LightHouse student Isidro C. is an avid bike rider and is currently on the wait list for a Fitness Partner who is interested in tandem biking. He told us, “Bike riding is important to me because it is sometimes the only opportunity for me to be active. It’s a good way for me to stay fit and take in some fresh air once a week.”

Are you interested in volunteering as a Fitness Partner? Our most requested health and fitness activities are walking, running and bike riding at all experience levels.

For all inquiries, contact Justine Harris-Richburgh, Volunteer Engagement Specialist, at volunteer@lighthouse-sf.org or 415-694-7320.


Cohort-Based Learning at the LightHouse Supports Individual Growth, Creating a Community and Providing a Base for Success

Sign Up Now – Classes in San Francisco Begin November 11

Webster defines the noun “cohort” as a group of people banded together – working together as a unit. The LightHouse has successfully facilitated cohort based learning for the past three years and on November 4 we will offer our next cohort-based classes for 8-10 blind or low vision students. During these classes you’ll learn be exposed to a hundred valuable techniques, tools and attitudes that are practical ways to deal with changing vision, in an atmosphere of learning and pure enjoyment.

We start with weekly Changing Vision Changing Life classes that include individual and group training. After a few weeks concurrent Computer Keyboarding and Cooking Basics classes begin. Individual orientation and mobility instruction will also be incorporated. Participating in all the classes immerses the student in an atmosphere of accomplishment and progress, emphasizing the key component of working and learning with and from fellow blind and low vision classmates.

During the two-month period, cohort peers who continue the sequence of classes together benefit from the following: training from instructors and guest mentors as well as learning from each other; adjustment to change in their lives with support from their peers; and finding kindred spirits while learning new skills, creating community and moving forward. While it is not mandatory to participate in all facets, it is strongly recommended – priority registration will be provided to those who make a commitment to the full training.

All classes will be facilitated at the LightHouse Headquarters, 214 Van Ness Ave., San Francisco.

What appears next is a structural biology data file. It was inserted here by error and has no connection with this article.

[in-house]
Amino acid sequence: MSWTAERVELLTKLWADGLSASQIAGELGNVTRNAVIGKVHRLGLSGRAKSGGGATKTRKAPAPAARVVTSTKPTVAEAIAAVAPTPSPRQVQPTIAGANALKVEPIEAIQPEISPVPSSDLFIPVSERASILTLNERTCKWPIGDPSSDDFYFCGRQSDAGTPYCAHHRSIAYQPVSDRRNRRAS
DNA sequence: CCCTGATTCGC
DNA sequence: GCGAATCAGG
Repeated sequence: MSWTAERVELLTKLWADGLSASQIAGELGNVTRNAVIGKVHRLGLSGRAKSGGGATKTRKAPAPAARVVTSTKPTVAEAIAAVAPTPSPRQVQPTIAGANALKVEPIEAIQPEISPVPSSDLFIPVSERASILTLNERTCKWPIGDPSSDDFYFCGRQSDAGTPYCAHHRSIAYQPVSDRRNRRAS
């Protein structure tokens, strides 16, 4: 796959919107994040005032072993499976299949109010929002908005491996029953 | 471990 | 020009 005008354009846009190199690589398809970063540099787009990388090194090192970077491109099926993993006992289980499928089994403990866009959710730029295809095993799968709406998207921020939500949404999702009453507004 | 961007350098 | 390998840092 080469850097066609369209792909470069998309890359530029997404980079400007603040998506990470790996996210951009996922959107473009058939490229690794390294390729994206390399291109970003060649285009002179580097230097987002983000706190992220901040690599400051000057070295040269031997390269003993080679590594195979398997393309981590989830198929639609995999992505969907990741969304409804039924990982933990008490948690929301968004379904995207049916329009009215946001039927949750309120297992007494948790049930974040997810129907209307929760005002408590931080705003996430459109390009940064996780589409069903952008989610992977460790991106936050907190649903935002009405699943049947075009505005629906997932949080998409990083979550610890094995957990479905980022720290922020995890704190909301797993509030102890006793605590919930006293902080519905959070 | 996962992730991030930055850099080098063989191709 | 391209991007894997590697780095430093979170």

Changing Vision Changing Life
November 11 to December 18, 9:30 to 12:30
Tuesdays & Thursdays (no class on Thanksgiving)

Changing Vision, Changing Life is a 6-week class for blind and visually impaired adults who are seeking basic, yet essential daily living skills to live confidently at home and in the community. Each week topics such as tactile/non-visual skills, organizational skills, time management, use of adaptive aids, low vision strategies and accessing print materials provide students with solutions and strategies. In addition, each class session will include a discussion component, addressing both successes and challenges involved in incorporating the material presented in the teaching segments into each participant’s daily life.

Keyboard Training
November 17 to December 19, 9:30 a.m. to Noon
Mondays, Wednesdays & Fridays

Having efficient keyboarding skills is necessary for all computer users to be effective in both personal and professional use. LightHouse students new to keyboarding learn to type by touch using the QWERTY keyboard layout. Talking Typer Teacher (TTT), a program which employs synthesized speech, is the software tool used by the Access Technology Specialists to facilitate the class. Keyboard familiarity, typing accuracy and comfortable speed will be emphasized. As students learn the keyboard, weekly practical assignments are given to increase proficiency. Guided practice during lab time provides students time to gain keyboard fluency to type shopping lists; to-do lists; simple letters and email correspondences.

Cooking Basics – San Francisco
November 20 to December 18, 12:30 to 4:30 p.m.